Little Darlings

EROTIC INNOCENCE: The Culture of Child Molesting, by James R. Kincaid

According to the author, ‘images of youth are idealized, fetishized, and eroticized in everyday culture.’

James R. Kincaid, a professor of English at the University of Southern California, seems to have screened every movie that ever featured a child, and his reading list is extensive as well. In Erotic Innocence, a compelling cultural history of children and sexual desire, Kincaid takes on some obvious targets. Consider the legions of child actors whose images are the very essence of innocence and purity, but whose photos and mannerisms belie a darker knowledge of desire.

It’s no accident that child stars seem always to be photographed in the same way: eyes wide, mouth opened in a smile. It’s a sexual gaze, asserts Kincaid. In a memorable illustration from the chapter, Kincaid shows images of Alicia Silverstone, Betty Boop, Macaulay Culkin, Jay North, Elija Wood, Winona Ryder, Sandra Bullock, Ricky Schroder, Shirley Temple, Buster Brown, Demi Moore, Marilyn Monroe and Patty McCormack. His assertion that they’re all of a type is pretty compelling when viewed side by side. While adults may argue that children’s images are entirely free of sexual connotations, there can be no doubt that these children serve as erotic objects and fetishes to the culture at large.

Kincaid also calls attention to widespread hysteria over childhood knowledge of sex: the threat of kidnapping, the fear of abuse in day-care centers, the fear of the Internet being used by pedophiles. Never mind the fact that only about 100 children a year are abducted by strangers, that the McMartin day-care case was a horrible sham, or that Internet ads for “kiddie porn” are nearly always police-run dragnets. The war against such nonexistent crimes, Kincaid writes, masks real and much more pervasive abuse to children, like poverty, physical abuse, and simple indifference.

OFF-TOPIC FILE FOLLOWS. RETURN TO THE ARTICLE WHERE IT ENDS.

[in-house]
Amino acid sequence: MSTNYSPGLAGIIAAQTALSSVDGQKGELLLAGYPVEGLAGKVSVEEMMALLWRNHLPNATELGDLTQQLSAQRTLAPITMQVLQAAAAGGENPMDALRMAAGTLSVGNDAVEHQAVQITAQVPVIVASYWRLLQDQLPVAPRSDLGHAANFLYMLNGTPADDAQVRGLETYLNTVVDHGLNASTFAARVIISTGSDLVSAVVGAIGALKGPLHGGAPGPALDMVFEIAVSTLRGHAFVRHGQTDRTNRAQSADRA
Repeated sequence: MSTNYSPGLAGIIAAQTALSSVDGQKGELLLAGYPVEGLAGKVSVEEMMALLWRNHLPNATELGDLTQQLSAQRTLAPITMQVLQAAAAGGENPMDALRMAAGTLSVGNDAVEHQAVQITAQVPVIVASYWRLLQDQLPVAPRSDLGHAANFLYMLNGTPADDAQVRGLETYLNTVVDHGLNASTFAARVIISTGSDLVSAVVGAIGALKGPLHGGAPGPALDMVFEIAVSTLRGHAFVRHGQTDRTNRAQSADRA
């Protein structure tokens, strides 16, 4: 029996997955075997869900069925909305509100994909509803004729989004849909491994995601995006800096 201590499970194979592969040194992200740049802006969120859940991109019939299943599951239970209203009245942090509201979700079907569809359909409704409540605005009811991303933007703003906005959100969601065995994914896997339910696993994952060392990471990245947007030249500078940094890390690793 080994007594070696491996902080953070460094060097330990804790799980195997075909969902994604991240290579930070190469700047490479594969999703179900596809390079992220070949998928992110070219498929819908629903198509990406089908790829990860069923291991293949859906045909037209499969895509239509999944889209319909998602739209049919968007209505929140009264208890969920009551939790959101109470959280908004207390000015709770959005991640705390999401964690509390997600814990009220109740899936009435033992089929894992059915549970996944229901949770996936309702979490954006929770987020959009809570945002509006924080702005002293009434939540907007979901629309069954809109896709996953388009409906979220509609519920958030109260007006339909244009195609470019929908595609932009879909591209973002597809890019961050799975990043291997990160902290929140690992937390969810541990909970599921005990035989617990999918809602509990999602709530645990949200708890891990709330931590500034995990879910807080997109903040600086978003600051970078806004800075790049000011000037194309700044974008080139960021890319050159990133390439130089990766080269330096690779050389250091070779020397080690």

It’s no accident that child stars seem always to be photographed in the same way: eyes wide, mouth opened in a smile.

What Kincaid proposes in this cogent work (though it’s marred by some overly snide asides) is that we accept that our children are sexual creatures and dispense with hysteria in favor of a frank and reasoned approach to a subject thoroughly obscured, at least as present, by fear and sensationalism. Often fascinating and sure to spark controversy among the recovered-memory and Courage to Heal set.

EROTIC INNOCENCE: The Culture of Child Molesting, by James R. Kincaid (Duke Univ. Press, 312 pp with 24 illustrations)

 

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Rebecca Kurson

Rebecca Kurson writes about literature, pop culture, television, science fiction and music. Her work has appeared in Publishers Weekly, Kirkus, Observer, The Federalist and Rodale's Organic Life.

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